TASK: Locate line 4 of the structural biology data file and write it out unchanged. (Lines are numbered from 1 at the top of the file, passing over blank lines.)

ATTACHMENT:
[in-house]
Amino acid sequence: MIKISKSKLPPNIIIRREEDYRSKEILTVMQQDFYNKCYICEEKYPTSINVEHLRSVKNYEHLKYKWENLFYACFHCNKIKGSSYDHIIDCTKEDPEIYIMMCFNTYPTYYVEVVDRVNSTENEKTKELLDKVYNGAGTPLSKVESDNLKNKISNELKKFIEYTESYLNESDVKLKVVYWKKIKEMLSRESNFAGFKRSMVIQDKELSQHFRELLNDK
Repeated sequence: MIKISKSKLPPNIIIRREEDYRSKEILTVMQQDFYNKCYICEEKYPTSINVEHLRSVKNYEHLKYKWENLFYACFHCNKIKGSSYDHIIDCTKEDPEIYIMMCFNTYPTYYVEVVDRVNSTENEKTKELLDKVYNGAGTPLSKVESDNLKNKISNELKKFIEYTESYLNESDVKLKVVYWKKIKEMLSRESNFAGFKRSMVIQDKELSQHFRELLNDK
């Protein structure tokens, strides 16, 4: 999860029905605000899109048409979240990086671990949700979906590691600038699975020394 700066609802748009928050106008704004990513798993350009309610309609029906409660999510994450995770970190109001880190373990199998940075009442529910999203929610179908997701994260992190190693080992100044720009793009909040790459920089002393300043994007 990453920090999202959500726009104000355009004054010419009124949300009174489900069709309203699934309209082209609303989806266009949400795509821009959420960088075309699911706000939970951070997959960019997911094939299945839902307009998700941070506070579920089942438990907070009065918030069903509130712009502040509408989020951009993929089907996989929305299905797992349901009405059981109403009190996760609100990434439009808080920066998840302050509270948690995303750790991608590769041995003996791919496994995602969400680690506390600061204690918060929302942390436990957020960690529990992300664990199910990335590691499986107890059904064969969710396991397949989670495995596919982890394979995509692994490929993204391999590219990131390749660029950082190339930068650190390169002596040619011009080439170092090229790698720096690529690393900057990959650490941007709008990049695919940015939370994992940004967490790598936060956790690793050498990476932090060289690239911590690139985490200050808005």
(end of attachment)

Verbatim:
């Protein structure tokens, strides 16, 4: 999860029905605000899109048409979240990086671990949700979906590691600038699975020394 700066609802748009928050106008704004990513798993350009309610309609029906409660999510994450995770970190109001880190373990199998940075009442529910999203929610179908997701994260992190190693080992100044720009793009909040790459920089002393300043994007 990453920090999202959500726009104000355009004054010419009124949300009174489900069709309203699934309209082209609303989806266009949400795509821009959420960088075309699911706000939970951070997959960019997911094939299945839902307009998700941070506070579920089942438990907070009065918030069903509130712009502040509408989020951009993929089907996989929305299905797992349901009405059981109403009190996760609100990434439009808080920066998840302050509270948690995303750790991608590769041995003996791919496994995602969400680690506390600061204690918060929302942390436990957020960690529990992300664990199910990335590691499986107890059904064969969710396991397949989670495995596919982890394979995509692994490929993204391999590219990131390749660029950082190339930068650190390169002596040619011009080439170092090229790698720096690529690393900057990959650490941007709008990049695919940015939370994992940004967490790598936060956790690793050498990476932090060289690239911590690139985490200050808005």